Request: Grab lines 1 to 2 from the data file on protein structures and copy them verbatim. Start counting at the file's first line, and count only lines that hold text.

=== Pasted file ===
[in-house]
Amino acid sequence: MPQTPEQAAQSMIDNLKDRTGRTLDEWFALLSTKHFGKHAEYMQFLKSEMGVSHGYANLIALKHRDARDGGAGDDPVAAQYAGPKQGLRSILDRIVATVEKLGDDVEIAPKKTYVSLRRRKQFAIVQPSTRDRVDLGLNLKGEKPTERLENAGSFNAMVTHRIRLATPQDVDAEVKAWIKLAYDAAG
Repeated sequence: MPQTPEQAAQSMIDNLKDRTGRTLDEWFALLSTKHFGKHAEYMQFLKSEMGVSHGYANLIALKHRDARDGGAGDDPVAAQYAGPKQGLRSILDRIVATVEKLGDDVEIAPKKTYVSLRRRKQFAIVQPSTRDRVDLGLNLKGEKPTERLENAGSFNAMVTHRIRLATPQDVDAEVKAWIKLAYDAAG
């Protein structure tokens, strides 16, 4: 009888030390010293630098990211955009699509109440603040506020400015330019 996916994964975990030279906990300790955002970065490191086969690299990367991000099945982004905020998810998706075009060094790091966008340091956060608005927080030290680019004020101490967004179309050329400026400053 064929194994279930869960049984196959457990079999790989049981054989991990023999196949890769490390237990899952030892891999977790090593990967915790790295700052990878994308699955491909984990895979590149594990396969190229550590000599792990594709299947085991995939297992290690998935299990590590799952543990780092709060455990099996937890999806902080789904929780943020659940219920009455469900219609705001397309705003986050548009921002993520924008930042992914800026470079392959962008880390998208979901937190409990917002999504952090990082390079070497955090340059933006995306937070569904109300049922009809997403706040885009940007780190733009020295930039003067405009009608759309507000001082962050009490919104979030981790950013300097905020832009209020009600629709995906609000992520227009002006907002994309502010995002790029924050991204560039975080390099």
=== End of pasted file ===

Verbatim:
[in-house]
Amino acid sequence: MPQTPEQAAQSMIDNLKDRTGRTLDEWFALLSTKHFGKHAEYMQFLKSEMGVSHGYANLIALKHRDARDGGAGDDPVAAQYAGPKQGLRSILDRIVATVEKLGDDVEIAPKKTYVSLRRRKQFAIVQPSTRDRVDLGLNLKGEKPTERLENAGSFNAMVTHRIRLATPQDVDAEVKAWIKLAYDAAG